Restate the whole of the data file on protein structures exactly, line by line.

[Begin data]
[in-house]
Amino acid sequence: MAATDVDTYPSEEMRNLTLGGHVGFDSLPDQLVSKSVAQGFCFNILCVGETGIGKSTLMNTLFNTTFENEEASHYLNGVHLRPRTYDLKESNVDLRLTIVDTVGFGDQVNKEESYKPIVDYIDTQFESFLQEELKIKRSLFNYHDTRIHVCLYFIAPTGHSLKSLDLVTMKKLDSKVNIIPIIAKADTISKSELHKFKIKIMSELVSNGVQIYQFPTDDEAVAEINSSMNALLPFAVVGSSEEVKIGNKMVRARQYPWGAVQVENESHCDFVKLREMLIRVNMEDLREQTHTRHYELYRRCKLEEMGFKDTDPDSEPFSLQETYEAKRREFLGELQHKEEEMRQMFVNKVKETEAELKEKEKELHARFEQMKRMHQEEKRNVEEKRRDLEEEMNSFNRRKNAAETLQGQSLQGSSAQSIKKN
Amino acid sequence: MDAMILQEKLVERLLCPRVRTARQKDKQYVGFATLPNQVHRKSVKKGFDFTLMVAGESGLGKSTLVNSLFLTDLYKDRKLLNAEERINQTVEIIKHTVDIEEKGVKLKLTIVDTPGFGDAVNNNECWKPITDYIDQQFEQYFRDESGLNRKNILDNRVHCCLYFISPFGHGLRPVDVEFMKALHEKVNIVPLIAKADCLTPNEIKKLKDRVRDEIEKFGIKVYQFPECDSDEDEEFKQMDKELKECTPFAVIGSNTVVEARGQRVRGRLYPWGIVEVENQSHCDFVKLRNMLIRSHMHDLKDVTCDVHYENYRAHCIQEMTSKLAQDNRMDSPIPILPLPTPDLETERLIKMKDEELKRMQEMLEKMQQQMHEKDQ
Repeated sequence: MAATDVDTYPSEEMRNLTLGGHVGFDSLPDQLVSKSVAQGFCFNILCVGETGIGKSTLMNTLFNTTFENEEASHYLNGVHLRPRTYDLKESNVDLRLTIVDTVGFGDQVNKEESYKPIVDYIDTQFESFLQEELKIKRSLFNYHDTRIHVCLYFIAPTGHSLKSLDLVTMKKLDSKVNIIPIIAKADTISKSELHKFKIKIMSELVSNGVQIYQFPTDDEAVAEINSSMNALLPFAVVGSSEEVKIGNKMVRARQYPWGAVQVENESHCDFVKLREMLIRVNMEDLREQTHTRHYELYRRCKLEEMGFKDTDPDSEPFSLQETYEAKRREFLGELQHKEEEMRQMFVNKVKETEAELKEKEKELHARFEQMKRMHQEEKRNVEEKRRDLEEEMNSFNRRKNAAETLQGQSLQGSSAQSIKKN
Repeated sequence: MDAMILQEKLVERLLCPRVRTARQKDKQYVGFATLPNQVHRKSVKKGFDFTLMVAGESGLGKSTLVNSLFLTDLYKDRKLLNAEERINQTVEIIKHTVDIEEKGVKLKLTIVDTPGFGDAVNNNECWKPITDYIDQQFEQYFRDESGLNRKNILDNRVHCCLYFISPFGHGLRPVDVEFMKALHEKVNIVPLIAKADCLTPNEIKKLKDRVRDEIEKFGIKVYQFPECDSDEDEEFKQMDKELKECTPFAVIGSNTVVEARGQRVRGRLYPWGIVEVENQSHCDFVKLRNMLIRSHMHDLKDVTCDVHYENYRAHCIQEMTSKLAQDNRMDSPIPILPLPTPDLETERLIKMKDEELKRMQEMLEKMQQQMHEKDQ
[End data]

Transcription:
[in-house]
Amino acid sequence: MAATDVDTYPSEEMRNLTLGGHVGFDSLPDQLVSKSVAQGFCFNILCVGETGIGKSTLMNTLFNTTFENEEASHYLNGVHLRPRTYDLKESNVDLRLTIVDTVGFGDQVNKEESYKPIVDYIDTQFESFLQEELKIKRSLFNYHDTRIHVCLYFIAPTGHSLKSLDLVTMKKLDSKVNIIPIIAKADTISKSELHKFKIKIMSELVSNGVQIYQFPTDDEAVAEINSSMNALLPFAVVGSSEEVKIGNKMVRARQYPWGAVQVENESHCDFVKLREMLIRVNMEDLREQTHTRHYELYRRCKLEEMGFKDTDPDSEPFSLQETYEAKRREFLGELQHKEEEMRQMFVNKVKETEAELKEKEKELHARFEQMKRMHQEEKRNVEEKRRDLEEEMNSFNRRKNAAETLQGQSLQGSSAQSIKKN
Amino acid sequence: MDAMILQEKLVERLLCPRVRTARQKDKQYVGFATLPNQVHRKSVKKGFDFTLMVAGESGLGKSTLVNSLFLTDLYKDRKLLNAEERINQTVEIIKHTVDIEEKGVKLKLTIVDTPGFGDAVNNNECWKPITDYIDQQFEQYFRDESGLNRKNILDNRVHCCLYFISPFGHGLRPVDVEFMKALHEKVNIVPLIAKADCLTPNEIKKLKDRVRDEIEKFGIKVYQFPECDSDEDEEFKQMDKELKECTPFAVIGSNTVVEARGQRVRGRLYPWGIVEVENQSHCDFVKLRNMLIRSHMHDLKDVTCDVHYENYRAHCIQEMTSKLAQDNRMDSPIPILPLPTPDLETERLIKMKDEELKRMQEMLEKMQQQMHEKDQ
Repeated sequence: MAATDVDTYPSEEMRNLTLGGHVGFDSLPDQLVSKSVAQGFCFNILCVGETGIGKSTLMNTLFNTTFENEEASHYLNGVHLRPRTYDLKESNVDLRLTIVDTVGFGDQVNKEESYKPIVDYIDTQFESFLQEELKIKRSLFNYHDTRIHVCLYFIAPTGHSLKSLDLVTMKKLDSKVNIIPIIAKADTISKSELHKFKIKIMSELVSNGVQIYQFPTDDEAVAEINSSMNALLPFAVVGSSEEVKIGNKMVRARQYPWGAVQVENESHCDFVKLREMLIRVNMEDLREQTHTRHYELYRRCKLEEMGFKDTDPDSEPFSLQETYEAKRREFLGELQHKEEEMRQMFVNKVKETEAELKEKEKELHARFEQMKRMHQEEKRNVEEKRRDLEEEMNSFNRRKNAAETLQGQSLQGSSAQSIKKN
Repeated sequence: MDAMILQEKLVERLLCPRVRTARQKDKQYVGFATLPNQVHRKSVKKGFDFTLMVAGESGLGKSTLVNSLFLTDLYKDRKLLNAEERINQTVEIIKHTVDIEEKGVKLKLTIVDTPGFGDAVNNNECWKPITDYIDQQFEQYFRDESGLNRKNILDNRVHCCLYFISPFGHGLRPVDVEFMKALHEKVNIVPLIAKADCLTPNEIKKLKDRVRDEIEKFGIKVYQFPECDSDEDEEFKQMDKELKECTPFAVIGSNTVVEARGQRVRGRLYPWGIVEVENQSHCDFVKLRNMLIRSHMHDLKDVTCDVHYENYRAHCIQEMTSKLAQDNRMDSPIPILPLPTPDLETERLIKMKDEELKRMQEMLEKMQQQMHEKDQ